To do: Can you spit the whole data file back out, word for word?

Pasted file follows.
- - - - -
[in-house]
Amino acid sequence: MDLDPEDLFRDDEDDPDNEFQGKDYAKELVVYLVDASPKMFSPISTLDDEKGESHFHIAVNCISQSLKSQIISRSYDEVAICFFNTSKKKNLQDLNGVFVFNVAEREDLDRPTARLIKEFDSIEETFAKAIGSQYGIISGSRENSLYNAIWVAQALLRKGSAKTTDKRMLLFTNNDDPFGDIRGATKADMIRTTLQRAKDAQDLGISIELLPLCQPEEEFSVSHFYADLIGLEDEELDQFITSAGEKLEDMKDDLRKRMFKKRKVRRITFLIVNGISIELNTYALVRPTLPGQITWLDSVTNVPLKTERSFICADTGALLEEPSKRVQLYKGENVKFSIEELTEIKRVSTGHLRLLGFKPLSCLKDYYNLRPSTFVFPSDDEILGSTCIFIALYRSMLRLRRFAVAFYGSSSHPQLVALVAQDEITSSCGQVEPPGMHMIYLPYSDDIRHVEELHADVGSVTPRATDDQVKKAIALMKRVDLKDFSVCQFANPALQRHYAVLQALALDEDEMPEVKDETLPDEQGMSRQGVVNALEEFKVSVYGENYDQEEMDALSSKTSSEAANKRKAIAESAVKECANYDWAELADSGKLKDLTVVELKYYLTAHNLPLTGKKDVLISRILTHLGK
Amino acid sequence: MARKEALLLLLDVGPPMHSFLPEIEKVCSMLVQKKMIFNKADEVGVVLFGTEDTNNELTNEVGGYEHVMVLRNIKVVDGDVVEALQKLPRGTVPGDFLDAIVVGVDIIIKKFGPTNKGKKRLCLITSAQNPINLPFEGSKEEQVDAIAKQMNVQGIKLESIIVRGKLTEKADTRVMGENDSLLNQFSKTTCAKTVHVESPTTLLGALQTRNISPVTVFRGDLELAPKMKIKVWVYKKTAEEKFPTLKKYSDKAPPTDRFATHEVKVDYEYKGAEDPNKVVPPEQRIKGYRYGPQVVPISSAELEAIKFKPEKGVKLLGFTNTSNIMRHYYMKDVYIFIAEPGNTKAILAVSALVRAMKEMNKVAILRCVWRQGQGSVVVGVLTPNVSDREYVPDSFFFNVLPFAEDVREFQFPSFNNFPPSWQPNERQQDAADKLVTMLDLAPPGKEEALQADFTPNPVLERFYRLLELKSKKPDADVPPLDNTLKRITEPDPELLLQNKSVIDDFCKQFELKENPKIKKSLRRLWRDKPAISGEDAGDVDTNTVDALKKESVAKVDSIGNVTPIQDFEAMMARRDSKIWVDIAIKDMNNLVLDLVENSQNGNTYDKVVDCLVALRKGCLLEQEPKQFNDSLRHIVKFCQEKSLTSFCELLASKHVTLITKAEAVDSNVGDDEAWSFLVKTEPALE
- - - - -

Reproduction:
[in-house]
Amino acid sequence: MDLDPEDLFRDDEDDPDNEFQGKDYAKELVVYLVDASPKMFSPISTLDDEKGESHFHIAVNCISQSLKSQIISRSYDEVAICFFNTSKKKNLQDLNGVFVFNVAEREDLDRPTARLIKEFDSIEETFAKAIGSQYGIISGSRENSLYNAIWVAQALLRKGSAKTTDKRMLLFTNNDDPFGDIRGATKADMIRTTLQRAKDAQDLGISIELLPLCQPEEEFSVSHFYADLIGLEDEELDQFITSAGEKLEDMKDDLRKRMFKKRKVRRITFLIVNGISIELNTYALVRPTLPGQITWLDSVTNVPLKTERSFICADTGALLEEPSKRVQLYKGENVKFSIEELTEIKRVSTGHLRLLGFKPLSCLKDYYNLRPSTFVFPSDDEILGSTCIFIALYRSMLRLRRFAVAFYGSSSHPQLVALVAQDEITSSCGQVEPPGMHMIYLPYSDDIRHVEELHADVGSVTPRATDDQVKKAIALMKRVDLKDFSVCQFANPALQRHYAVLQALALDEDEMPEVKDETLPDEQGMSRQGVVNALEEFKVSVYGENYDQEEMDALSSKTSSEAANKRKAIAESAVKECANYDWAELADSGKLKDLTVVELKYYLTAHNLPLTGKKDVLISRILTHLGK
Amino acid sequence: MARKEALLLLLDVGPPMHSFLPEIEKVCSMLVQKKMIFNKADEVGVVLFGTEDTNNELTNEVGGYEHVMVLRNIKVVDGDVVEALQKLPRGTVPGDFLDAIVVGVDIIIKKFGPTNKGKKRLCLITSAQNPINLPFEGSKEEQVDAIAKQMNVQGIKLESIIVRGKLTEKADTRVMGENDSLLNQFSKTTCAKTVHVESPTTLLGALQTRNISPVTVFRGDLELAPKMKIKVWVYKKTAEEKFPTLKKYSDKAPPTDRFATHEVKVDYEYKGAEDPNKVVPPEQRIKGYRYGPQVVPISSAELEAIKFKPEKGVKLLGFTNTSNIMRHYYMKDVYIFIAEPGNTKAILAVSALVRAMKEMNKVAILRCVWRQGQGSVVVGVLTPNVSDREYVPDSFFFNVLPFAEDVREFQFPSFNNFPPSWQPNERQQDAADKLVTMLDLAPPGKEEALQADFTPNPVLERFYRLLELKSKKPDADVPPLDNTLKRITEPDPELLLQNKSVIDDFCKQFELKENPKIKKSLRRLWRDKPAISGEDAGDVDTNTVDALKKESVAKVDSIGNVTPIQDFEAMMARRDSKIWVDIAIKDMNNLVLDLVENSQNGNTYDKVVDCLVALRKGCLLEQEPKQFNDSLRHIVKFCQEKSLTSFCELLASKHVTLITKAEAVDSNVGDDEAWSFLVKTEPALE